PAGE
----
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Blog: Healthy Holiday Eating

This “most wonderful time of the year” can be very challenging on a number of levels. While uncertainties and restrictions surrounding COVID-19 may prevent large family gatherings, it likely will not interfere with the temptation of holiday treats. In fact, due to the year we’ve had, those temptations may be harder to avoid than ever before.

But that doesn’t mean making healthy choices during the holidays has to be impossible. Far from it, actually, and our Registered Dietitians have some suggestions to help:

  • Stick to your schedule as much as possible. Avoid skipping a meal to save the calories for later. Doing that often leaves you feeling extra hungry, and therefore more likely to give into cravings—and probably bigger portions. Instead, choose healthy, nutrient-rich foods that will keep you full so you can enjoy some holiday treats without overdoing it.
  • Always remember, water first and veggies most. And speaking of staying full, make sure you’re drinking enough water. The Mayo Clinic recommends adult women drink 11.5 cups of water each day, and adult men should consume 15.5 cups. If you drink a cup of water approximately 15 minutes before each meal, and fill half your plate with veggies, you’ll be surprised not only at how quickly you fill up, but at how long you stay full.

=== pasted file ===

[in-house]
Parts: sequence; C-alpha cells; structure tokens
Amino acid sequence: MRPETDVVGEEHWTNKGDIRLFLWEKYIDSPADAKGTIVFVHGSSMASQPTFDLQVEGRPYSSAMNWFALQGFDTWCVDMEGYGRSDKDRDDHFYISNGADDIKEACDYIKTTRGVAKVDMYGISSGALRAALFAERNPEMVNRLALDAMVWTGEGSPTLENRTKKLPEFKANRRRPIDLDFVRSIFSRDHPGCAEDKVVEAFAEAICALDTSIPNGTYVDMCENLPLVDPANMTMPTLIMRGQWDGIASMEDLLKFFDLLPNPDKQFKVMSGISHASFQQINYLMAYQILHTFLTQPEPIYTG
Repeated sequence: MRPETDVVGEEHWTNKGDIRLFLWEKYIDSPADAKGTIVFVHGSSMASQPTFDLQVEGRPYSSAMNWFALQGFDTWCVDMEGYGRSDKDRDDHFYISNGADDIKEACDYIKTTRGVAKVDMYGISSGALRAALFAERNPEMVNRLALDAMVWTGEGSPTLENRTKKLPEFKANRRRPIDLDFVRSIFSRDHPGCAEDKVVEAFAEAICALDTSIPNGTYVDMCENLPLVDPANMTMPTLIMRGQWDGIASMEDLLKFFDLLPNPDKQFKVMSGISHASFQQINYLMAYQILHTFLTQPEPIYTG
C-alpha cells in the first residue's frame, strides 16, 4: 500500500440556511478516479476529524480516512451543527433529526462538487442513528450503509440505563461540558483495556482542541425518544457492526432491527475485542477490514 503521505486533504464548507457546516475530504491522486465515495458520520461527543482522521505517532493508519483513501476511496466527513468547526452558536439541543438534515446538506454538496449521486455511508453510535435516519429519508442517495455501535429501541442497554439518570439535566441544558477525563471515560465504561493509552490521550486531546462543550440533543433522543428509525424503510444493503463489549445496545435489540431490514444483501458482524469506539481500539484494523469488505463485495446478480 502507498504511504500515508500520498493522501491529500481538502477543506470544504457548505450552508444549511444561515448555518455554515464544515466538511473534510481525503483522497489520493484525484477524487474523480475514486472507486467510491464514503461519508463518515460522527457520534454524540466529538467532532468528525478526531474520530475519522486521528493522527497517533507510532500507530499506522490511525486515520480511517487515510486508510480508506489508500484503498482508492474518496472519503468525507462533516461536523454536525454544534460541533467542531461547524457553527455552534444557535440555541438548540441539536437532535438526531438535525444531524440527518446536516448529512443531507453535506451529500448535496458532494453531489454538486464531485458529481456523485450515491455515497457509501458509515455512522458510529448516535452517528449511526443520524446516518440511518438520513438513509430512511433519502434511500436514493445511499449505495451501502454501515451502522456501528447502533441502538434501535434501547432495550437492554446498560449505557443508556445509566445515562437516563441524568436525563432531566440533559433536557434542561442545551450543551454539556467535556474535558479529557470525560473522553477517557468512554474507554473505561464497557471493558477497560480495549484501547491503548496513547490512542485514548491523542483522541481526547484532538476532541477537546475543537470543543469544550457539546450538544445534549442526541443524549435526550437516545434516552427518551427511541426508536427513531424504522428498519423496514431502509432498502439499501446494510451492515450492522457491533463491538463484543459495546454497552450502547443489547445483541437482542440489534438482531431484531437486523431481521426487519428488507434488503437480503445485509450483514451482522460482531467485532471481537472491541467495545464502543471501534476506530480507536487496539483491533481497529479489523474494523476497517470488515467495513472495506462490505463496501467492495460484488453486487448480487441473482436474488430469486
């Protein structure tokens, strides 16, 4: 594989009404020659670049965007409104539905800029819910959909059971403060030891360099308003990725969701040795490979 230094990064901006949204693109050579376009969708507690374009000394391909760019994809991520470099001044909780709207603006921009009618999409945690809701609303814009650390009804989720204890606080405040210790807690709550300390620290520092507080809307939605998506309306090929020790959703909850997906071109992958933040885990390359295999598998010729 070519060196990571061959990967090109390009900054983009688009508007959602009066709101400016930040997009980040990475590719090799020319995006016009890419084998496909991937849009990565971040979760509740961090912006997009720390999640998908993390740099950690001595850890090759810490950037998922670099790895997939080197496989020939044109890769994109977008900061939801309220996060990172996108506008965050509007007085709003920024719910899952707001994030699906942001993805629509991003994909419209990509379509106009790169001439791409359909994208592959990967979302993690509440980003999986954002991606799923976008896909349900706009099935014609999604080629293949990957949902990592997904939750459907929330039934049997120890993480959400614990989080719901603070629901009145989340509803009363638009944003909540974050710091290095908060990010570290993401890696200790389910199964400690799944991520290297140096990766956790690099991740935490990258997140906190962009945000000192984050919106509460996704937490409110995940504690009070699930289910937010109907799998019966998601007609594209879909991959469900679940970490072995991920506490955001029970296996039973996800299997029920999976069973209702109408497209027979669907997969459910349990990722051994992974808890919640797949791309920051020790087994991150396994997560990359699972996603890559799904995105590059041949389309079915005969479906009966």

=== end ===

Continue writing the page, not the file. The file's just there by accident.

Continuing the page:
• Be choosy when it comes to drinks. Everywhere you look, there are decadent flavors intended to add a bit of spice to the season—but they also add empty calories and excess sugar. Rather than indulging in a heavy drink like eggnog, consider a holiday spritzer. You might even try adding a little holiday cheer to regular water by throwing in some mint or sliced fruit. It will feel like a special treat, but without any of the guilt. 
  • Exercise is key. Not only does it help burn calories, but regular exercise has been proven to combat stress, which can be at an all-time high during the holidays. Try to get at least 20 minutes of exercise each day to increase your energy level and help you sleep. Consider getting your family and friends in on it, too, with an after-dinner walk or a game of touch football.
  • Don’t be so hard on yourself! The holidays are a time for celebration, even in years as strange as this one. You should enjoy the traditional dishes and special treats that come around just once a year, but the key is not to overindulge—at least not very often. One big meal, or an extra piece of pie, does not mean you should give up, or disregard all the progress you’ve made. Each day is a new one, and it is never too late to start again. 


If you’re struggling to maintain a healthy diet during the holidays, or would like to discuss making some sustainable changes to your nutrition habits in the new year, consider making an appointment with one of our Registered Dietitians. They are currently providing both in-person and telehealth consultations, temporarily covered by most insurances. Please call 518-886-5121 for more information. 

Dec 01, 2020 | Categories: Health Information
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